Author Topic: Getting off the Ground with .NET  (Read 22632 times)

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Lee Mac

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Getting off the Ground with .NET
« on: April 01, 2011, 10:56:23 AM »
Over the past few days I've been looking to take the plunge into the world of C# .NET and have been investigating the tools I need to get me started.

I've looked over the links in the 'Getting Started' thread, and am mainly following the advice offered by the AutoCAD .NET Developer's Guide.

I am running MS Visual Studio 2010 and AutoCAD 2010.

I have downloaded the ObjectARX SDK from here, and, following the instructions detailed in the Dev Guide here, I have attempted to run the 'ArxWizads.msi' file  --> This informs me that I need an instance of MS Visual Studio 2008 on the target machine.

Questions:

Can I develop in .NET with MSVS2010?

Are there version restrictions in C# .NET (i.e. Does an application need to be compiled to suit each version of AutoCAD?).



Your time and advice are appreciated.

Lee

LE3

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Re: Getting off the Ground with .NET
« Reply #1 on: April 01, 2011, 11:05:10 AM »
Those are great news, good for you Lee!

- I'm still with VS2005 and VS2008, can't say anything about VS2010.

- You don't need the wizard, it is very simple to setup one without that, I have installed the one that comes with ARX/SDK 2010 and it is very helpful but for ARX apps, because of the project solution skeleton that it does.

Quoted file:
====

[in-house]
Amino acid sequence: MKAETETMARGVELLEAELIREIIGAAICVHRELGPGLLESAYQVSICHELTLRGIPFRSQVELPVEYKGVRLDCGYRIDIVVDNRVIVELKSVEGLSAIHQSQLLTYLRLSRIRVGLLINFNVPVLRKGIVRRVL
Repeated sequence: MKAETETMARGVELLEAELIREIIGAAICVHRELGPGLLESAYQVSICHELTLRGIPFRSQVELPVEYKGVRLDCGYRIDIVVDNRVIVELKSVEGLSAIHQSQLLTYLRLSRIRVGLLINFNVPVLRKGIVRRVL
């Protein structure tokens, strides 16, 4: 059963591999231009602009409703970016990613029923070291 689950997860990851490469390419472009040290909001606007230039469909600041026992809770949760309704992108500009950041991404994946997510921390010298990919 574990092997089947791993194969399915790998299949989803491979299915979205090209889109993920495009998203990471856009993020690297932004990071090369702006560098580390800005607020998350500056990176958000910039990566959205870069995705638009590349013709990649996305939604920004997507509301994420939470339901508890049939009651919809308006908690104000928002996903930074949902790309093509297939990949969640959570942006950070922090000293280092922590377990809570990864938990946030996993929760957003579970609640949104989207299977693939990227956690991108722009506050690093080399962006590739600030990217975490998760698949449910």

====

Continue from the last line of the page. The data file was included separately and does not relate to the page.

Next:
- The .NET apps I do, I normally(have) to target for specific acad versions/32/64

Over the past few days I've been looking to take the plunge into the world of C# .NET and have been investigating the tools I need to get me started.

I've looked over the links in the 'Getting Started' thread, and am mainly following the advice offered by the AutoCAD .NET Developer's Guide.

I am running MS Visual Studio 2010 and AutoCAD 2010.

I have downloaded the ObjectARX SDK from here, and, following the instructions detailed in the Dev Guide here, I have attempted to run the 'ArxWizads.msi' file  --> This informs me that I need an instance of MS Visual Studio 2008 on the target machine.

Questions:

Can I develop in .NET with MSVS2010?

Are there version restrictions in C# .NET (i.e. Does an application need to be compiled to suit each version of AutoCAD?).



Your time and advice are appreciated.

Lee

Lee Mac

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Re: Getting off the Ground with .NET
« Reply #2 on: April 01, 2011, 11:24:30 AM »
Those are great news, good for you Lee!

Thanks Luis! Its about time I moved on from LISP, I feel that I'm stagnating in that area...

- You don't need the wizard, it is very simple to setup one without that, I have installed the one that comes with ARX/SDK 2010 and it is very helpful but for ARX apps, because of the project solution skeleton that it does.

Thats handy since its not letting me install it at the moment...  :wink: I have installed the Help Documentation and can access the ObjectARX section through the VLIDE Help.

- The .NET apps I do, I normally(have) to target for specific acad versions/32/64

That's a shame, but I suppose I'll just have to accept it and move on with the learning :-)

LE3

  • Guest
Re: Getting off the Ground with .NET
« Reply #3 on: April 01, 2011, 11:33:21 AM »